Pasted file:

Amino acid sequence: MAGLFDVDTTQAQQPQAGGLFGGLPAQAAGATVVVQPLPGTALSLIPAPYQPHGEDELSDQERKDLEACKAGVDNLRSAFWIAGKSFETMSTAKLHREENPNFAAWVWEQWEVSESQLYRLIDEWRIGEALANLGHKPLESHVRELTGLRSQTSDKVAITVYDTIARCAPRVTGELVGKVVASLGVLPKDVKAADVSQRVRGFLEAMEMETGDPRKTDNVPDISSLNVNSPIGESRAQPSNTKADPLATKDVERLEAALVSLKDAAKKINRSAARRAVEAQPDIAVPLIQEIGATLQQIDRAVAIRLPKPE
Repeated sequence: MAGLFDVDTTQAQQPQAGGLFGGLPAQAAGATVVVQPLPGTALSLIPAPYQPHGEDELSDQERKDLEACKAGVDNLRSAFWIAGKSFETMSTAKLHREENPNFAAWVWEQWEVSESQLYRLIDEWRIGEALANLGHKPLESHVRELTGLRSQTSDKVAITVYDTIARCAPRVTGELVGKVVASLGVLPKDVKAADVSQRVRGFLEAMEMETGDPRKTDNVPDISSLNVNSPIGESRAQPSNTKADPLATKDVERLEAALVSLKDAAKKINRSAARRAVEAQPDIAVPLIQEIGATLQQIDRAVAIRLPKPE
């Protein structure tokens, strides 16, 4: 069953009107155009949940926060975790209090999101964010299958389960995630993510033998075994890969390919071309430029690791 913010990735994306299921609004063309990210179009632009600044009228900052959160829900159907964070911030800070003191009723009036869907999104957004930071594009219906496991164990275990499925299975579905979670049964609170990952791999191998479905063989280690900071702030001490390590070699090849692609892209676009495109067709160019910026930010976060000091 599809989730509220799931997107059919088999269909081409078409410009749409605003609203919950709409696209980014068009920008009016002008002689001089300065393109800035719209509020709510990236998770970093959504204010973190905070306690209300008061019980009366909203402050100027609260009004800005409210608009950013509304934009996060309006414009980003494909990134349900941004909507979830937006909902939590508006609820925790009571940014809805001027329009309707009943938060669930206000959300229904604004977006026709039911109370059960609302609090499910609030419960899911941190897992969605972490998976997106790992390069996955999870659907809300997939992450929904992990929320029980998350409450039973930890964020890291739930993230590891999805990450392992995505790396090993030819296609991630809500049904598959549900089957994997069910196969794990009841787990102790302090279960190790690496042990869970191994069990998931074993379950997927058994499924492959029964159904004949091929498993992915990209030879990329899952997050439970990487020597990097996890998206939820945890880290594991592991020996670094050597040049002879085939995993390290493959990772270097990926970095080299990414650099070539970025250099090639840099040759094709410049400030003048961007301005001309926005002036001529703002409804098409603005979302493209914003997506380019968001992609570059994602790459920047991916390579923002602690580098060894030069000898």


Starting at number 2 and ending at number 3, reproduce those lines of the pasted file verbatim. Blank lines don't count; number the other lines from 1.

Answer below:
Repeated sequence: MAGLFDVDTTQAQQPQAGGLFGGLPAQAAGATVVVQPLPGTALSLIPAPYQPHGEDELSDQERKDLEACKAGVDNLRSAFWIAGKSFETMSTAKLHREENPNFAAWVWEQWEVSESQLYRLIDEWRIGEALANLGHKPLESHVRELTGLRSQTSDKVAITVYDTIARCAPRVTGELVGKVVASLGVLPKDVKAADVSQRVRGFLEAMEMETGDPRKTDNVPDISSLNVNSPIGESRAQPSNTKADPLATKDVERLEAALVSLKDAAKKINRSAARRAVEAQPDIAVPLIQEIGATLQQIDRAVAIRLPKPE
């Protein structure tokens, strides 16, 4: 069953009107155009949940926060975790209090999101964010299958389960995630993510033998075994890969390919071309430029690791 913010990735994306299921609004063309990210179009632009600044009228900052959160829900159907964070911030800070003191009723009036869907999104957004930071594009219906496991164990275990499925299975579905979670049964609170990952791999191998479905063989280690900071702030001490390590070699090849692609892209676009495109067709160019910026930010976060000091 599809989730509220799931997107059919088999269909081409078409410009749409605003609203919950709409696209980014068009920008009016002008002689001089300065393109800035719209509020709510990236998770970093959504204010973190905070306690209300008061019980009366909203402050100027609260009004800005409210608009950013509304934009996060309006414009980003494909990134349900941004909507979830937006909902939590508006609820925790009571940014809805001027329009309707009943938060669930206000959300229904604004977006026709039911109370059960609302609090499910609030419960899911941190897992969605972490998976997106790992390069996955999870659907809300997939992450929904992990929320029980998350409450039973930890964020890291739930993230590891999805990450392992995505790396090993030819296609991630809500049904598959549900089957994997069910196969794990009841787990102790302090279960190790690496042990869970191994069990998931074993379950997927058994499924492959029964159904004949091929498993992915990209030879990329899952997050439970990487020597990097996890998206939820945890880290594991592991020996670094050597040049002879085939995993390290493959990772270097990926970095080299990414650099070539970025250099090639840099040759094709410049400030003048961007301005001309926005002036001529703002409804098409603005979302493209914003997506380019968001992609570059994602790459920047991916390579923002602690580098060894030069000898």